This from the bus on my way back to the city. Greyhound has hooked in to the global limewire. After a weekend of telescopic nostalgia for youth spent amidst childhood friends, I am marveling over the voraciousness of life, the multitude of ways of existing. About to crash back into that city of small-walled living, eternal happy hours and jobs that sound more like the names of exotic encyclopedias than any sort of way to make bank.
The weekend was lovely. All women were in top form. The bachelorette hooplah delivered both exhibitions of taste and tawdry. I forget what it is to live in a place where there is enough room in a house for two refrigerators worth of fine cheeses and imported beers. The Cape was cold and rainy. The beach neglected to make an appearance and yet, of course, it was a weekend of great spirit. I return, the rouge naked-ring fingered city sprite, unwashed, unkept and maritally unspoken for. (Though certainly not with out the trademarks of love. There is a French man smoking cigarettes in my bed.) My fish-bowl romanticism and my curls are still intact. After the 2 karat wattage of diamond flashbulbs, I realize that I have installed a different gem in my beside lamp. One around which the flies gather.
There is a bit of an alien feeling in there too. That lonely old courage teacher.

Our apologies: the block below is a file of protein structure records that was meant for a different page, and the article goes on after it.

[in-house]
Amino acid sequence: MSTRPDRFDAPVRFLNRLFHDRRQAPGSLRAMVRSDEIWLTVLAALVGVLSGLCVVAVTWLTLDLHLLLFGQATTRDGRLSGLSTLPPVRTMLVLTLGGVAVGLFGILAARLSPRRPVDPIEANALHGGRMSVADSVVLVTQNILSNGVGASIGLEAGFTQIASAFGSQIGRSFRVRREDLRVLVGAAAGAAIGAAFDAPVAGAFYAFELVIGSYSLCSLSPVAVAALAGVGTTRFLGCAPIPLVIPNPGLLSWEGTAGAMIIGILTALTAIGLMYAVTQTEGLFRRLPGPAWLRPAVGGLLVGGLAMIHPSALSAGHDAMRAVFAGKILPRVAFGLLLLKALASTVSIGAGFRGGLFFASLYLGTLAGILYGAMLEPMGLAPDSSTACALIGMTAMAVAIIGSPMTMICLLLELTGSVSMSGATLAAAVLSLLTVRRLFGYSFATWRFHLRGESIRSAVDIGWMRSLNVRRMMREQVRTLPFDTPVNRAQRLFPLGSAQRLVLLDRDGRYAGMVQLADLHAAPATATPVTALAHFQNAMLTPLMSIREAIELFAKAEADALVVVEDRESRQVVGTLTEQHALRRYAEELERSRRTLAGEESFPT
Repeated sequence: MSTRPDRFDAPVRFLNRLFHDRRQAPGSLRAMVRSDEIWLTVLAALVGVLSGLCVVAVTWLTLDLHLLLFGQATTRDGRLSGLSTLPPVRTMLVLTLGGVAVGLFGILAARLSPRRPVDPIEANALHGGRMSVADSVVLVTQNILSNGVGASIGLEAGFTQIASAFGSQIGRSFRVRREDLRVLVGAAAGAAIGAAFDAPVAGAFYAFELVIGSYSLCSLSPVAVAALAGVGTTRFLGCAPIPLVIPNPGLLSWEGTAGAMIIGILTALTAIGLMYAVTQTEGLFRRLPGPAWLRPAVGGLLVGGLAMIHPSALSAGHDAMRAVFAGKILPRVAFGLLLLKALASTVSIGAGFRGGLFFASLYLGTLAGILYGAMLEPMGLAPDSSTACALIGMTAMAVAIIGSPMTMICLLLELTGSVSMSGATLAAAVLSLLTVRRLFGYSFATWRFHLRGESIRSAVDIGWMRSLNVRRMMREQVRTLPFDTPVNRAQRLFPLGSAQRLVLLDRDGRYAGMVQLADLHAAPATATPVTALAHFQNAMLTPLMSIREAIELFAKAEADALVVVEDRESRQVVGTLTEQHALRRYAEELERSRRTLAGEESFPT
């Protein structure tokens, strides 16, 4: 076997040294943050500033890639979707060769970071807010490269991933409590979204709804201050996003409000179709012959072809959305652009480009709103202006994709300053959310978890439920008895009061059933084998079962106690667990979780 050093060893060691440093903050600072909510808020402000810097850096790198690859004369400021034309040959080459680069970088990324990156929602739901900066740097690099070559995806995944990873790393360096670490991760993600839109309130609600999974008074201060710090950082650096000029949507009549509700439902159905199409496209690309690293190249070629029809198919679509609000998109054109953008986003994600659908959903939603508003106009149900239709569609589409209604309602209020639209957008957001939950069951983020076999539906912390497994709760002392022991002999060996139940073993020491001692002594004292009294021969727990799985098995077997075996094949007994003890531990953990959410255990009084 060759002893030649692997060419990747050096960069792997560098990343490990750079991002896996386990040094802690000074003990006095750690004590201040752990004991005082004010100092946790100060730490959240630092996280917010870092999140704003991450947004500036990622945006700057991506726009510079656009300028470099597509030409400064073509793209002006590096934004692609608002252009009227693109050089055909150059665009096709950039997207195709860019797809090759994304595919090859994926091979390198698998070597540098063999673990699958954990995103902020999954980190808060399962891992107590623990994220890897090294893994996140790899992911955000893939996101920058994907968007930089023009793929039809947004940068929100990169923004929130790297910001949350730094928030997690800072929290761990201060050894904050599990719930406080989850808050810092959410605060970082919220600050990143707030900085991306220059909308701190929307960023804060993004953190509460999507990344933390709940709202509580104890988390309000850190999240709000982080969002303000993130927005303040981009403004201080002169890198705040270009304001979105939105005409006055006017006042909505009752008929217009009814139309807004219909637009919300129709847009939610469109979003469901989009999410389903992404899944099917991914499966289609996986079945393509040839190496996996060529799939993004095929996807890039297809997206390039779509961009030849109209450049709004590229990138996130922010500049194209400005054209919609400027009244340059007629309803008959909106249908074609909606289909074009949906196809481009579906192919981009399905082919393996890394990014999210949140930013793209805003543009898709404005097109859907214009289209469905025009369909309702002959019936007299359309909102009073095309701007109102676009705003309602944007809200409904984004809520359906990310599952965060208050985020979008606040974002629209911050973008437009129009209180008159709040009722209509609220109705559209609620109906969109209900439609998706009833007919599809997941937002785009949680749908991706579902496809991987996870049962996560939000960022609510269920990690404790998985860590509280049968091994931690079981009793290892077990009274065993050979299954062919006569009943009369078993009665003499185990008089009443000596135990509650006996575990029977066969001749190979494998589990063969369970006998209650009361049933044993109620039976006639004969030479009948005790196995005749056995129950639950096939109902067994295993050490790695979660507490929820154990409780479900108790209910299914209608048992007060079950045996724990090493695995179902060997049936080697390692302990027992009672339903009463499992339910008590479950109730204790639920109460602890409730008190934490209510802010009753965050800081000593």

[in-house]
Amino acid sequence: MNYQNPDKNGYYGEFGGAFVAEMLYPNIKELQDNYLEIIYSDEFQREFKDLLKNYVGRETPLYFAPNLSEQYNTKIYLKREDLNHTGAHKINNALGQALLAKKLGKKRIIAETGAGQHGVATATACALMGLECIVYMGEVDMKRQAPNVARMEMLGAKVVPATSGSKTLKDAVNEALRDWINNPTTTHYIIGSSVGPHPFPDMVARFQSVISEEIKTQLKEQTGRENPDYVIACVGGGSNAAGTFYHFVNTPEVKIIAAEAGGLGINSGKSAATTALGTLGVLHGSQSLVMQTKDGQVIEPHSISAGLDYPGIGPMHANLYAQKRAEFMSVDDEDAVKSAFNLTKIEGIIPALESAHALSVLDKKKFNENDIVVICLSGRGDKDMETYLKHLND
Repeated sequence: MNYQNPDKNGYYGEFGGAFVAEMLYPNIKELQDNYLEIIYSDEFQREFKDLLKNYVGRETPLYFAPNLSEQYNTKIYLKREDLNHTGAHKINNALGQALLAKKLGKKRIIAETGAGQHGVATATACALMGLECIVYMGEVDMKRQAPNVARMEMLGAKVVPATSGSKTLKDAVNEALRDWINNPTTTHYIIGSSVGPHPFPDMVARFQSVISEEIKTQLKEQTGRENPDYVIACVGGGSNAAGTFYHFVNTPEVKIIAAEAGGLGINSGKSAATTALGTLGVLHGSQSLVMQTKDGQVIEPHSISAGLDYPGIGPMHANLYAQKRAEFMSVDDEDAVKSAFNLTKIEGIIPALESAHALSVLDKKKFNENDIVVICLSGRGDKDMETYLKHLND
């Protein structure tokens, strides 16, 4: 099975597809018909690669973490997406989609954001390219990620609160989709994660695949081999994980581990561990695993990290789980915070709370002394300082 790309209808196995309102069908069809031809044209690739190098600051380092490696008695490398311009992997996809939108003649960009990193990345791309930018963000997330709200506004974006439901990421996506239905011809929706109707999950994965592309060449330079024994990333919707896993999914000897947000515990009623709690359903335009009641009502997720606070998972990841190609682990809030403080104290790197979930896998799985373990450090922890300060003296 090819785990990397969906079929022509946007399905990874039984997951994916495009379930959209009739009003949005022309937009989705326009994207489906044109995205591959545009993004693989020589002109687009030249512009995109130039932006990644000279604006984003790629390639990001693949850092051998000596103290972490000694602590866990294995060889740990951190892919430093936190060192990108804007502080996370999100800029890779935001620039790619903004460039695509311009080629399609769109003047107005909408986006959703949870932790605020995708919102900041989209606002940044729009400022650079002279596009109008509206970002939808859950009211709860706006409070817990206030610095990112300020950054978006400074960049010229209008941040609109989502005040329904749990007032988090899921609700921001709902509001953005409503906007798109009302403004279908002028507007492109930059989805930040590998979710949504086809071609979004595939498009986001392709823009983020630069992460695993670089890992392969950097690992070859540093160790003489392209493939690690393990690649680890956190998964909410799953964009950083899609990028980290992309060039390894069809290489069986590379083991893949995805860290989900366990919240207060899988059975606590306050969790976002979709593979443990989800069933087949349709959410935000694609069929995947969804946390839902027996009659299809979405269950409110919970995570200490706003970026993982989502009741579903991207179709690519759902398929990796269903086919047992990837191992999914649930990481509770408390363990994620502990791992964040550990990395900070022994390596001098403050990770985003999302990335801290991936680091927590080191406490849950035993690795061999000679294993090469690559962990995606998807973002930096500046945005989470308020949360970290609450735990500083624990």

The below bits of good news arrive just on time, as I sit here in transit, wondering, in a larger sense, what it is I am returning to. Just when New York and I are about to quit one another, when I find myself reaching into my back pocket in order to thumb the billfolds of habit and tradition – a thin wallet in my case to be sure – this city reminds me of some part of its face. The sense that here if you fight hard enough to get seats close to the ring, you can watch the players in the flesh duking it out over a new kind of happy ending.
Suzanne Pettypiece’s article for Poets & Writers, Lit Crawl: Postcard From New York City.Gigantic’s tale starts at the bottom of page one and continues for most of page two.
At 8 PM, right on schedule, the thumping dance music softened and the lights dimmed. A disco ball hanging just overhead splattered the audience and walls with red dots. Author Tao Lin—whose new press, Muumuu House, hosted its own event, Cash-Money-Obama Millionaires—stood up from where he was sitting on the floor, just beside the towering DJ booth, and gave us our first sign that we were about to be served from a nontraditional literary menu.